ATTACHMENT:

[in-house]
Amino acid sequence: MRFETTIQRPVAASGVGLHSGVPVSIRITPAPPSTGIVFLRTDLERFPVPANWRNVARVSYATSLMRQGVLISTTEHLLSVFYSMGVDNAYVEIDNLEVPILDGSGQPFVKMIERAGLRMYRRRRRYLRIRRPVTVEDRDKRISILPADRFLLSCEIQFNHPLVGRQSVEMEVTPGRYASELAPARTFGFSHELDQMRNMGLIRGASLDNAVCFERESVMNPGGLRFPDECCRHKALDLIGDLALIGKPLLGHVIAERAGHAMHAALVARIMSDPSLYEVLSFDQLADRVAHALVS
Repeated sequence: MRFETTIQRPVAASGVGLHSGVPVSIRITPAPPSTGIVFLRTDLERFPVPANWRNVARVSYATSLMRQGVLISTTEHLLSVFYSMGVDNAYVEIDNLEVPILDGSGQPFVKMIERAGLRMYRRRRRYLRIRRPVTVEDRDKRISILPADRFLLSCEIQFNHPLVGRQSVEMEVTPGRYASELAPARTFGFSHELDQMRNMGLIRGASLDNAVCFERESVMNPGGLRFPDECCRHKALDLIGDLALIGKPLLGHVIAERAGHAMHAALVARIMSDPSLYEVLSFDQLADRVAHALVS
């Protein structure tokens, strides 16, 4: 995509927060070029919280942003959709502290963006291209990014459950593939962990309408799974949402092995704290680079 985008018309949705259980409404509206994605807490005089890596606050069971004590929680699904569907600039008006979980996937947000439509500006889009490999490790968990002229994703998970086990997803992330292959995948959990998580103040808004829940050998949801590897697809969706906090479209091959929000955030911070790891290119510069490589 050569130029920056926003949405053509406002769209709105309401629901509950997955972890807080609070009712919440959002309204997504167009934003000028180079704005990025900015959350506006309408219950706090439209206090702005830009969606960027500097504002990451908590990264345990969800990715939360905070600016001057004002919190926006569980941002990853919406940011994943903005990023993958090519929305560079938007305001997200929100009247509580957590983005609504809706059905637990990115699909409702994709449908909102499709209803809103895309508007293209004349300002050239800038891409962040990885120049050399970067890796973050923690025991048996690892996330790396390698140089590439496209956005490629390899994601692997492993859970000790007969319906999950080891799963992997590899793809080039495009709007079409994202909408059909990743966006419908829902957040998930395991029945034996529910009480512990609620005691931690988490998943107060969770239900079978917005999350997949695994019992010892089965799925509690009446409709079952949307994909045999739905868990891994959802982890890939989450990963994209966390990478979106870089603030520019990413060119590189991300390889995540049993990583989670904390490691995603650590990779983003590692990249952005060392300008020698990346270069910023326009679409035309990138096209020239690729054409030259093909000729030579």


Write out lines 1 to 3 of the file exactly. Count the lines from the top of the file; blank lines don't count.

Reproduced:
[in-house]
Amino acid sequence: MRFETTIQRPVAASGVGLHSGVPVSIRITPAPPSTGIVFLRTDLERFPVPANWRNVARVSYATSLMRQGVLISTTEHLLSVFYSMGVDNAYVEIDNLEVPILDGSGQPFVKMIERAGLRMYRRRRRYLRIRRPVTVEDRDKRISILPADRFLLSCEIQFNHPLVGRQSVEMEVTPGRYASELAPARTFGFSHELDQMRNMGLIRGASLDNAVCFERESVMNPGGLRFPDECCRHKALDLIGDLALIGKPLLGHVIAERAGHAMHAALVARIMSDPSLYEVLSFDQLADRVAHALVS
Repeated sequence: MRFETTIQRPVAASGVGLHSGVPVSIRITPAPPSTGIVFLRTDLERFPVPANWRNVARVSYATSLMRQGVLISTTEHLLSVFYSMGVDNAYVEIDNLEVPILDGSGQPFVKMIERAGLRMYRRRRRYLRIRRPVTVEDRDKRISILPADRFLLSCEIQFNHPLVGRQSVEMEVTPGRYASELAPARTFGFSHELDQMRNMGLIRGASLDNAVCFERESVMNPGGLRFPDECCRHKALDLIGDLALIGKPLLGHVIAERAGHAMHAALVARIMSDPSLYEVLSFDQLADRVAHALVS